ScrubUP! 4.0 Youth Expedition Project (YEP) – Gloria Kok
Gloria Kok, a Pharmacy major, was the only Science student in the The ScrubUP! 4.0 Youth Expedition Project Team (consisting of 22 NUS students from the various Schools and Faculties). The team spent 2 weeks in December 2017 at the UNACAS Orphanage (Lech Wat Village, Cambodia) teaching English to young children and spreading year-end festive joys.
Separately, the team raised donations for food items including rice, and assisted in the construction of a house in Lech Wat Village itself.
She shared with us her motivations and learning journey:
As I have never gone on an Overseas Community Service Project (OCSP) before, I was interested to sign up for ScrubUP!4.0 as I had heard about the joy that volunteering overseas brings from my friends who had participated previously. Besides wanting to bring joy to the UNACAS children during the period spent with them, I simply wanted to learn from them the joy of slowing down my pace of life and being contented with whatever I have. University life had been a bustle, and with many opportunities presented to me to try new things, I was always rushing from one place to another. I knew that going on this OCSP trip to Cambodia would not only be a time where I can be part of something bigger than myself, but a time for refreshment as well.
What broke my heart was when one of the younger kids came up to me and handed me a wet wipe to wipe my tears before walking away to give away more wet wipes. I saw that despite not knowing that a wet wipe probably was not the best choice for wiping tears, the child had a sincere heart in wanting to help us. Even though he himself was crying, he placed our needs above his own, and to see such a young child behave so maturely really touched my heart and made me realise how precious they all are.
In summary I feel it boils down to the values one possesses when embarking on a CIP trip or project. What our educational institutions in Singapore can do would be to continually emphasise the heart behind community service that each person should have. If our students can be more intentional in showing care and concern, those they are servicing to will feel it all the more, making the CIP much more meaningful!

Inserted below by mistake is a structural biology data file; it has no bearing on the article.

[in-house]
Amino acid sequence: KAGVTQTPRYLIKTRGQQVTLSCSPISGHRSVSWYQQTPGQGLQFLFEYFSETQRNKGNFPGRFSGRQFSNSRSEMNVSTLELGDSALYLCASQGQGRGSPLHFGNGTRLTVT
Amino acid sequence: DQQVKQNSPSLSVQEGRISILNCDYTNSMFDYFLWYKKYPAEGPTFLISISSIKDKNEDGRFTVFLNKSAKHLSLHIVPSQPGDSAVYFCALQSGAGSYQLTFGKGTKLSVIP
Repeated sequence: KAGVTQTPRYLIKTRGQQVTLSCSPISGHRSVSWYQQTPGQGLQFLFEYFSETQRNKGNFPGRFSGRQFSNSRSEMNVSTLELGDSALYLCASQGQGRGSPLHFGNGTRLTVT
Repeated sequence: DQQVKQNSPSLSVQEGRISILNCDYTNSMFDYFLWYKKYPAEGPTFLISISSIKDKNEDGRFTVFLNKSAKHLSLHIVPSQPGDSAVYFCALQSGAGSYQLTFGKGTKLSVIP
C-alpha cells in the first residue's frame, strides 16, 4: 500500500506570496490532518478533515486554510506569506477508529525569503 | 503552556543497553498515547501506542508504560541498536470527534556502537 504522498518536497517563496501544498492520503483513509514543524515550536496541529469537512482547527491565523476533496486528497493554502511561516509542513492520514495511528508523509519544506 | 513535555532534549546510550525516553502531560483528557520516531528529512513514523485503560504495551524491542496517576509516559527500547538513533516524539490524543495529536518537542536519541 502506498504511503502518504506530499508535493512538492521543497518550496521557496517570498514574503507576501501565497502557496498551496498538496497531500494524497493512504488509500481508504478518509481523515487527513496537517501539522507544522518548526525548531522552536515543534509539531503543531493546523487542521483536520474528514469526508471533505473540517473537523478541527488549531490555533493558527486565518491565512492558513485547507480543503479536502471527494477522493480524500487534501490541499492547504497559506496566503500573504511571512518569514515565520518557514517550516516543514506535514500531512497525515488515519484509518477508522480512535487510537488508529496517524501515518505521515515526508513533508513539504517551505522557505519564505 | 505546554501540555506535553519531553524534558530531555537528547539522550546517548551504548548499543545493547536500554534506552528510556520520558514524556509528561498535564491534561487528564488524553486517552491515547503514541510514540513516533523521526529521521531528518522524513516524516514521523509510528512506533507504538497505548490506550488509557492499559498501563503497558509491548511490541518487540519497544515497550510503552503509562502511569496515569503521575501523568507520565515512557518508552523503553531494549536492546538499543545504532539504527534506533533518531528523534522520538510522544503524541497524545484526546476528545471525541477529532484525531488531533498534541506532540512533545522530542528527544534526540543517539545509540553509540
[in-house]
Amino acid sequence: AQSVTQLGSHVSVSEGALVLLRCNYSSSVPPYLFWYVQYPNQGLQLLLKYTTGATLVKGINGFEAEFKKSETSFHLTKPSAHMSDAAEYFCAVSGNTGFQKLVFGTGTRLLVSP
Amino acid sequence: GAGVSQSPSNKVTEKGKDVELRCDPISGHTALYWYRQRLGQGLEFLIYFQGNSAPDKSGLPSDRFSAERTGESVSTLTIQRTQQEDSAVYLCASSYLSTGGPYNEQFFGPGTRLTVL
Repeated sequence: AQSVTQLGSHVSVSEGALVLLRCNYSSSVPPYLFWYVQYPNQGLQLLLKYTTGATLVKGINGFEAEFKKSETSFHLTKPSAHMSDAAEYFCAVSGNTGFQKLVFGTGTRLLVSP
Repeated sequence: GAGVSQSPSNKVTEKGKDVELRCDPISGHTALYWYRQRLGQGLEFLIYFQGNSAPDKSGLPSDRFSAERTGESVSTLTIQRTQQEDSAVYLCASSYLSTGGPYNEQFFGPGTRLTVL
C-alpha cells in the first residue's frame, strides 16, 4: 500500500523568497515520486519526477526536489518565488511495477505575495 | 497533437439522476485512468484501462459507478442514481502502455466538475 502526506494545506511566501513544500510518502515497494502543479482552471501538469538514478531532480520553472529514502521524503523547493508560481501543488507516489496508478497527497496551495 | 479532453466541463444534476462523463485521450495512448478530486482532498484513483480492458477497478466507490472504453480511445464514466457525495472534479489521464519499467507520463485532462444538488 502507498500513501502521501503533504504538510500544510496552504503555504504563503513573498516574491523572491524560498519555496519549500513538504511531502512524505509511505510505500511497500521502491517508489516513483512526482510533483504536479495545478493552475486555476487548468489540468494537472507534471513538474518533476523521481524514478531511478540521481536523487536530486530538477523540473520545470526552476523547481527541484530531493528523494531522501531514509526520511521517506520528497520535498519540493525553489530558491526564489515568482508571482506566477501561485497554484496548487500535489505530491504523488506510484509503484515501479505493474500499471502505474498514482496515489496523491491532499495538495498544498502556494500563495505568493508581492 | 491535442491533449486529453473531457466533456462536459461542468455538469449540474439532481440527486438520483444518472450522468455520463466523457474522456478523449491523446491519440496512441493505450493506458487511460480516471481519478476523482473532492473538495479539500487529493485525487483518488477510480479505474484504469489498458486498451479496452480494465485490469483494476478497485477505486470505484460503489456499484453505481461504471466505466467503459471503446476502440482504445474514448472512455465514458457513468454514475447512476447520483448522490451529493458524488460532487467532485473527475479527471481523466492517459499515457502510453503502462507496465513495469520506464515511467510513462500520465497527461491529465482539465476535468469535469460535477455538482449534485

This is me, Vi and Lang! Lang is a really precious child. Being one of the older ones among the small kids, he shows a lot of care for them and takes care of them. He is quite a quiet and shy boy, and did not talk much with us at the start. However, my friendship with him began in a very amusing way. Before my first English lesson with the Level 0 children (those with very low English proficiency), he saw that I had a few rubber balls that I intended to use in class to get the children to participate in answering question. He came up to me and in simple English he said with his palms opened, “Teacher, ball. Ball.” So I said “Later” as class was about to start. When class ended and it was time to leave UNACAS to go back to our sleeping area, I still did not give him the ball. So he came up to me and grabbed my hand really tightly, saying “Teacher, ball” once again, following me all the way out to the gate. From then on every night onwards, this would become our routine where I would just laugh and say “tomorrow, tomorrow”, quietly knowing that at the end of 10 days I would leave the balls behind for them. And so our friendship grew and on some days he would even offer to ride me on the bicycle to and fro from UNACAS and our sleeping compound! Hence, this picture is me on the last day riding him on the bicycle in return for the past few days of friendship.
Robots @ NUS Competition – Ng Jing Yi, Chemistry
The inaugural Robots@NUS Competition 2017 saw 36 NUS students across 12 teams developing innovative robotic aids for the elderly and the disabled, with the results announced on 8 January 2018. An exhibition featuring the 12 projects was held at NUS University Town. To foster cross-disciplinary collaboration, project teams had to consist of students from at least two different faculties.
Participating students attended a three-day workshop between 12 and 14 December 2017. The competitors — hailing from diverse disciplines such as Arts, Computing, Engineering, Law, Medicine and Science — were taught basic programming, construction using the LEGO sets provided, as well as how to use the 3D printer and laser cutter. Among them is our Science student – Ng Jing Yi, a Chemistry major.